Since I wrote the statement, a few more items relating to Obama’s political decline: The Marist poll now finds that 57 percent of independents disapprove of his performance, sharply down even from December and a sign of his continuing decline among swing voters. A new Washington Post-ABC News poll shows voters trust Obama over congressional Republicans by 47 to 42 percent. Not so bad. Better to be five points ahead than five points behind the opposition. But as Byron York notes, “In November, in the same poll, Obama led by 15 points. Last July, he led by 23 points. And last February, he his lead was 55 points. So in the course of a single year, Obama’s lead over Republicans has shrunk from 55 points to five.

Vote here. Vote now. (Click on “Vote now or add your view,” and a voting box should appear. You’ll have to register, though.)

Topics:

Debate: Is Obama Failing?

At the Economist website, I’m debating the question, “This house believes that Barack Obama is failing.” I’m taking the affirmative. Readers are allowed to vote, and the Economist’s typically left-leaning readers are voting for Obama by about the same margin that Americans are rejecting his health care plan. So feel free to mosey on over there, read both sides of the argument, and cast your vote. My bottom line:

When your policies aren’t working, the voters have noticed and your transformative ideological agenda is moving broad public opinion in the other direction, it’s safe to say you’re failing.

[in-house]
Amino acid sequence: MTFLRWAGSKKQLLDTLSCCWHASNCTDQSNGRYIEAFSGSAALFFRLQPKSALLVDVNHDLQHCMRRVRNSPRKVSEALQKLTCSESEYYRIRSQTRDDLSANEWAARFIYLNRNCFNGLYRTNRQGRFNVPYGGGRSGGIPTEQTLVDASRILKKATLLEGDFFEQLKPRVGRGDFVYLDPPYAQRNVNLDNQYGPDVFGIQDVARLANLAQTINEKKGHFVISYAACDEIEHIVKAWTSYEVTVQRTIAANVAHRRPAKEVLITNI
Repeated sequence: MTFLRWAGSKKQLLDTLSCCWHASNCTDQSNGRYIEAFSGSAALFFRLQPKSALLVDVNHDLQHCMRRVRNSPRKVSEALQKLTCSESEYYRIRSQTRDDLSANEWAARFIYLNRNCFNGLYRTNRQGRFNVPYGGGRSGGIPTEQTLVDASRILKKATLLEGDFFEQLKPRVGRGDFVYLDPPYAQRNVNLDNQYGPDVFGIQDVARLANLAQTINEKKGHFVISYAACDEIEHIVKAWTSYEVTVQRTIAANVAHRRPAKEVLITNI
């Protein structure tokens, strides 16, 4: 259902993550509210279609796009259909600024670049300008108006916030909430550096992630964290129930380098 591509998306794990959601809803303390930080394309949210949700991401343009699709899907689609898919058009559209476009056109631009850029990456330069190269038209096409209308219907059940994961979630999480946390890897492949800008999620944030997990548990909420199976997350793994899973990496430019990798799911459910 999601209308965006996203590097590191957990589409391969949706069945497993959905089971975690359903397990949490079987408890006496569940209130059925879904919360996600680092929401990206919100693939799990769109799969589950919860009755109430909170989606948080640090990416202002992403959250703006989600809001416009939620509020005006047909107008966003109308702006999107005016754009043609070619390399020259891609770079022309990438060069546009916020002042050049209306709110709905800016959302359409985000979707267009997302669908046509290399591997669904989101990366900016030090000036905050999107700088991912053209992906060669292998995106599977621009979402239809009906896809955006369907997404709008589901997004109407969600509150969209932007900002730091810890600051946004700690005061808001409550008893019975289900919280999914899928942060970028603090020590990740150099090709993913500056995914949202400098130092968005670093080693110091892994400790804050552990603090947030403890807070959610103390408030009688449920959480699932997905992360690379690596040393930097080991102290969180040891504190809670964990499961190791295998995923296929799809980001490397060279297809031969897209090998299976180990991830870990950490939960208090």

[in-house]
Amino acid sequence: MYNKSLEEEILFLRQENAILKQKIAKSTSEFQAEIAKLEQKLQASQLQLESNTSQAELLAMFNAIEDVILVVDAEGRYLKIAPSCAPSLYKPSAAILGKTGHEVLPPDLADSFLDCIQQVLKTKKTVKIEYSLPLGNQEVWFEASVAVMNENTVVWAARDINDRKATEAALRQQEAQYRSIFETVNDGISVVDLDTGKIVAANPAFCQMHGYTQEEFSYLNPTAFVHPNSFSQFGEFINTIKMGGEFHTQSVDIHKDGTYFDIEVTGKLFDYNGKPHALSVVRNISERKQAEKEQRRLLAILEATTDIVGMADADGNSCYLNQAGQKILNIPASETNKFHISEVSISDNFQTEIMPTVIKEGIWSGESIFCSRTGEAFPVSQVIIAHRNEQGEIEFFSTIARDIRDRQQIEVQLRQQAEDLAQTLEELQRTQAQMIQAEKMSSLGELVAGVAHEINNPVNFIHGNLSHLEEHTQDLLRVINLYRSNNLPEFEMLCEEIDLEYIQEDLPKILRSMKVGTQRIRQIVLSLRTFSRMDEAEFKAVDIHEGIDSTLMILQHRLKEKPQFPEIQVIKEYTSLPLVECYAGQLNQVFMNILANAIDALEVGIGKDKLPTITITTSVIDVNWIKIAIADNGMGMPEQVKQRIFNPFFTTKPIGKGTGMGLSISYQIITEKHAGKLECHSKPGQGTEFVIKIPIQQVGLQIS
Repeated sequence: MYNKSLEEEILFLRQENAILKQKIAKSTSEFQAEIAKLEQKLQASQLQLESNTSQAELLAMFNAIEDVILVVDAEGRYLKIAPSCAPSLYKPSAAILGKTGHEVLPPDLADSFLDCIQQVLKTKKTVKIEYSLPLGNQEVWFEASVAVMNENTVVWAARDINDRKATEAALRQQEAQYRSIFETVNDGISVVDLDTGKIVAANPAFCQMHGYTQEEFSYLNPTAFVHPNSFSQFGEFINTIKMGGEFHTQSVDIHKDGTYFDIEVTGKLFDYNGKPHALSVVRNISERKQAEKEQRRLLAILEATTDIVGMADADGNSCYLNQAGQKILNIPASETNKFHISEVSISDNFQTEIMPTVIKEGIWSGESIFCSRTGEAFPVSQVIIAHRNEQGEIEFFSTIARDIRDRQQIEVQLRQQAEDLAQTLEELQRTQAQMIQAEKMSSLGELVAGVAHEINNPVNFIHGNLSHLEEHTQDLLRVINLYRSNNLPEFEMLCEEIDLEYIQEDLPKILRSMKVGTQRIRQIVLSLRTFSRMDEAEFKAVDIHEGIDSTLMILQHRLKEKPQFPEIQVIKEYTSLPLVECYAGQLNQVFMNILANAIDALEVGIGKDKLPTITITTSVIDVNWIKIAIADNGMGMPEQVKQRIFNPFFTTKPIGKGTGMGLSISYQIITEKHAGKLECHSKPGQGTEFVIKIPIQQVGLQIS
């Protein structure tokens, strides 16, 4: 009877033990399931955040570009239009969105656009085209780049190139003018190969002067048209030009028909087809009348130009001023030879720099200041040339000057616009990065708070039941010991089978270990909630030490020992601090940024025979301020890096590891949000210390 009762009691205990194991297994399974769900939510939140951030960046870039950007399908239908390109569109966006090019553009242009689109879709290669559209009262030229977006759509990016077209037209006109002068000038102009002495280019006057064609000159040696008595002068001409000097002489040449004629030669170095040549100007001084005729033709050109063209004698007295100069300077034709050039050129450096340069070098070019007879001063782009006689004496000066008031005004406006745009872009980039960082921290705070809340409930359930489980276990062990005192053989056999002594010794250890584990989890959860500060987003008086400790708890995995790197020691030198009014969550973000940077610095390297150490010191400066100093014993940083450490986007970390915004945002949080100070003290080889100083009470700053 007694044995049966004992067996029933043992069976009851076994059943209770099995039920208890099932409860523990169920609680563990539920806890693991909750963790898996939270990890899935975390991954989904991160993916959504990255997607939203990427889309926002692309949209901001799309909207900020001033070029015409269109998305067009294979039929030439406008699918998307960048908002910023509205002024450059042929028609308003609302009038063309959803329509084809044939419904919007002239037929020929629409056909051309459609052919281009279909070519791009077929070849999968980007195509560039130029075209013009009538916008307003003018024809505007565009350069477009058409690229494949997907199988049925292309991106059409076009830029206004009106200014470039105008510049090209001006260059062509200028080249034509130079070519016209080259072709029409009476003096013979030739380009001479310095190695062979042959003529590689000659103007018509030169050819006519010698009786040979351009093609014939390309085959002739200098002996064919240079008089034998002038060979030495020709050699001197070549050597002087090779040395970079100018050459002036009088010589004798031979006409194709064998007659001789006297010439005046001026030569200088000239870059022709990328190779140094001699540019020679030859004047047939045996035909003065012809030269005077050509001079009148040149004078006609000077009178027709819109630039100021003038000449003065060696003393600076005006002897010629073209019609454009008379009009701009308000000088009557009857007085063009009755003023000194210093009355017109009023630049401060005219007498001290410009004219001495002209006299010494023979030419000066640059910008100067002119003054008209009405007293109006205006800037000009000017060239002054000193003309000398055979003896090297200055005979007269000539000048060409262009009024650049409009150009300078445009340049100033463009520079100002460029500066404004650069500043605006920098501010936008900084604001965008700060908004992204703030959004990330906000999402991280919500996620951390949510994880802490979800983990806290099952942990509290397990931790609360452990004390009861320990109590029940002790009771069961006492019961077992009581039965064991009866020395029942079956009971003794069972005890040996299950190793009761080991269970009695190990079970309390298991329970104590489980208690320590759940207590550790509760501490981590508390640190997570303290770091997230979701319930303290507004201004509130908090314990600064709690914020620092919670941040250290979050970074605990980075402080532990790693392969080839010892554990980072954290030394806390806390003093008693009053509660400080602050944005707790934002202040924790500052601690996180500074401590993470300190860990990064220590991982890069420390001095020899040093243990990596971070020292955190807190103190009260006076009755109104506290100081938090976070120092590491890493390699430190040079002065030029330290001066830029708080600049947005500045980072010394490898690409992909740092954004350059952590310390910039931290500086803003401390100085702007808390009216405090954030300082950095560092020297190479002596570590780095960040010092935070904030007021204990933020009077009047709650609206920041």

Rebuttals and closing statements will follow in a few days. But don’t delay! Visit today!

Weekend Links

  • Health care insurance mandates: Why it is unconstitutional for the government to force you to purchase a product you don’t want to buy.
  • The end of globalization? Cato’s trade policy expert Daniel Griswold debates.
  • Doug Bandow on the minaret ban in Switzerland: “Swiss voters underestimated the impact on religious liberty when they voted to ban minaret construction. But Muslims whose nations persecute Christians, Jews, and other religious minorities have no standing to complain. The Islamic world needs to respect religious liberty at home before lecturing the West about intolerance, racism, hatred and Islamophobia.”